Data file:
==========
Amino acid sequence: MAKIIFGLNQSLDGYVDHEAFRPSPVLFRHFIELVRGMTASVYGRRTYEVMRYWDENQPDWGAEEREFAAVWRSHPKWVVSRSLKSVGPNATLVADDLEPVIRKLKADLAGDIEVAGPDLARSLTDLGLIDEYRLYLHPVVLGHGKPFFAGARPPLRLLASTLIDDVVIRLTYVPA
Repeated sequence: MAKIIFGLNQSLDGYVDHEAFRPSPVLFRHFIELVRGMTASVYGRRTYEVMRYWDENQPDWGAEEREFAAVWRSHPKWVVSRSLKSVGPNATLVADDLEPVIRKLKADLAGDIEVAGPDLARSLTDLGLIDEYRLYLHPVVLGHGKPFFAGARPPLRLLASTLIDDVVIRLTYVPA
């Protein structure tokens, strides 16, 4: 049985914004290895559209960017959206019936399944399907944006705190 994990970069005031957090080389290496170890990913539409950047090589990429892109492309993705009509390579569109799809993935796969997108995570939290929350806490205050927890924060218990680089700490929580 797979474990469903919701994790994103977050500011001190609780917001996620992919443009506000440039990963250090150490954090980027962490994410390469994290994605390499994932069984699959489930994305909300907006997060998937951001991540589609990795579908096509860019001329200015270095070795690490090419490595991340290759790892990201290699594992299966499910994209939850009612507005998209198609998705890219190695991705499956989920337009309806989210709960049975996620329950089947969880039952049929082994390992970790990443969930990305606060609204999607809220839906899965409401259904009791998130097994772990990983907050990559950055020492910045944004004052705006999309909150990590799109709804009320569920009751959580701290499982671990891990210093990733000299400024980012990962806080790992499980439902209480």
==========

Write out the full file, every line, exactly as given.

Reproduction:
Amino acid sequence: MAKIIFGLNQSLDGYVDHEAFRPSPVLFRHFIELVRGMTASVYGRRTYEVMRYWDENQPDWGAEEREFAAVWRSHPKWVVSRSLKSVGPNATLVADDLEPVIRKLKADLAGDIEVAGPDLARSLTDLGLIDEYRLYLHPVVLGHGKPFFAGARPPLRLLASTLIDDVVIRLTYVPA
Repeated sequence: MAKIIFGLNQSLDGYVDHEAFRPSPVLFRHFIELVRGMTASVYGRRTYEVMRYWDENQPDWGAEEREFAAVWRSHPKWVVSRSLKSVGPNATLVADDLEPVIRKLKADLAGDIEVAGPDLARSLTDLGLIDEYRLYLHPVVLGHGKPFFAGARPPLRLLASTLIDDVVIRLTYVPA
């Protein structure tokens, strides 16, 4: 049985914004290895559209960017959206019936399944399907944006705190 994990970069005031957090080389290496170890990913539409950047090589990429892109492309993705009509390579569109799809993935796969997108995570939290929350806490205050927890924060218990680089700490929580 797979474990469903919701994790994103977050500011001190609780917001996620992919443009506000440039990963250090150490954090980027962490994410390469994290994605390499994932069984699959489930994305909300907006997060998937951001991540589609990795579908096509860019001329200015270095070795690490090419490595991340290759790892990201290699594992299966499910994209939850009612507005998209198609998705890219190695991705499956989920337009309806989210709960049975996620329950089947969880039952049929082994390992970790990443969930990305606060609204999607809220839906899965409401259904009791998130097994772990990983907050990559950055020492910045944004004052705006999309909150990590799109709804009320569920009751959580701290499982671990891990210093990733000299400024980012990962806080790992499980439902209480």